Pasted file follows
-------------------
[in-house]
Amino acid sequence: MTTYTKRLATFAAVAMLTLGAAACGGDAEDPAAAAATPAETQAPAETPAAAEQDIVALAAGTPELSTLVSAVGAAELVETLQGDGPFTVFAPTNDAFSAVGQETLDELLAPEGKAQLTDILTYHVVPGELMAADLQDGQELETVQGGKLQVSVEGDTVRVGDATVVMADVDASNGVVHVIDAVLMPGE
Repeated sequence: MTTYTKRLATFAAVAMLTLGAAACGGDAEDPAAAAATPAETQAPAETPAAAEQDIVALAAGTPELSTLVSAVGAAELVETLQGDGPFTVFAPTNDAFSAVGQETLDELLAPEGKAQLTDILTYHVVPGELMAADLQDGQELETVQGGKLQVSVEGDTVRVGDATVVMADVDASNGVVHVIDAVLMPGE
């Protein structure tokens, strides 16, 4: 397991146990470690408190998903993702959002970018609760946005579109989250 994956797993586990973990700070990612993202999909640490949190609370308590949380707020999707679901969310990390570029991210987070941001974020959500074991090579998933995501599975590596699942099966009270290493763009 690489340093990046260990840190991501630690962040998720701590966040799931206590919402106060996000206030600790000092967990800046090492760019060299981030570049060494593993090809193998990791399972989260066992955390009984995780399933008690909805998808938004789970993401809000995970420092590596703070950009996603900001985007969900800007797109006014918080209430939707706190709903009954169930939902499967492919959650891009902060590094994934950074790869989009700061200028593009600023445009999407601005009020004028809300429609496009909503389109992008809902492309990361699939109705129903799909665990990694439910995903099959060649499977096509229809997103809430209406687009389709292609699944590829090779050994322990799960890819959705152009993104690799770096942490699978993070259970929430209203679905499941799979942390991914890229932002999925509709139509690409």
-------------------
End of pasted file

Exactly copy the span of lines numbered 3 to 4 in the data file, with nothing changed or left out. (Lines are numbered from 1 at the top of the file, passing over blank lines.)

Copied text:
Repeated sequence: MTTYTKRLATFAAVAMLTLGAAACGGDAEDPAAAAATPAETQAPAETPAAAEQDIVALAAGTPELSTLVSAVGAAELVETLQGDGPFTVFAPTNDAFSAVGQETLDELLAPEGKAQLTDILTYHVVPGELMAADLQDGQELETVQGGKLQVSVEGDTVRVGDATVVMADVDASNGVVHVIDAVLMPGE
């Protein structure tokens, strides 16, 4: 397991146990470690408190998903993702959002970018609760946005579109989250 994956797993586990973990700070990612993202999909640490949190609370308590949380707020999707679901969310990390570029991210987070941001974020959500074991090579998933995501599975590596699942099966009270290493763009 690489340093990046260990840190991501630690962040998720701590966040799931206590919402106060996000206030600790000092967990800046090492760019060299981030570049060494593993090809193998990791399972989260066992955390009984995780399933008690909805998808938004789970993401809000995970420092590596703070950009996603900001985007969900800007797109006014918080209430939707706190709903009954169930939902499967492919959650891009902060590094994934950074790869989009700061200028593009600023445009999407601005009020004028809300429609496009909503389109992008809902492309990361699939109705129903799909665990990694439910995903099959060649499977096509229809997103809430209406687009389709292609699944590829090779050994322990799960890819959705152009993104690799770096942490699978993070259970929430209203679905499941799979942390991914890229932002999925509709139509690409």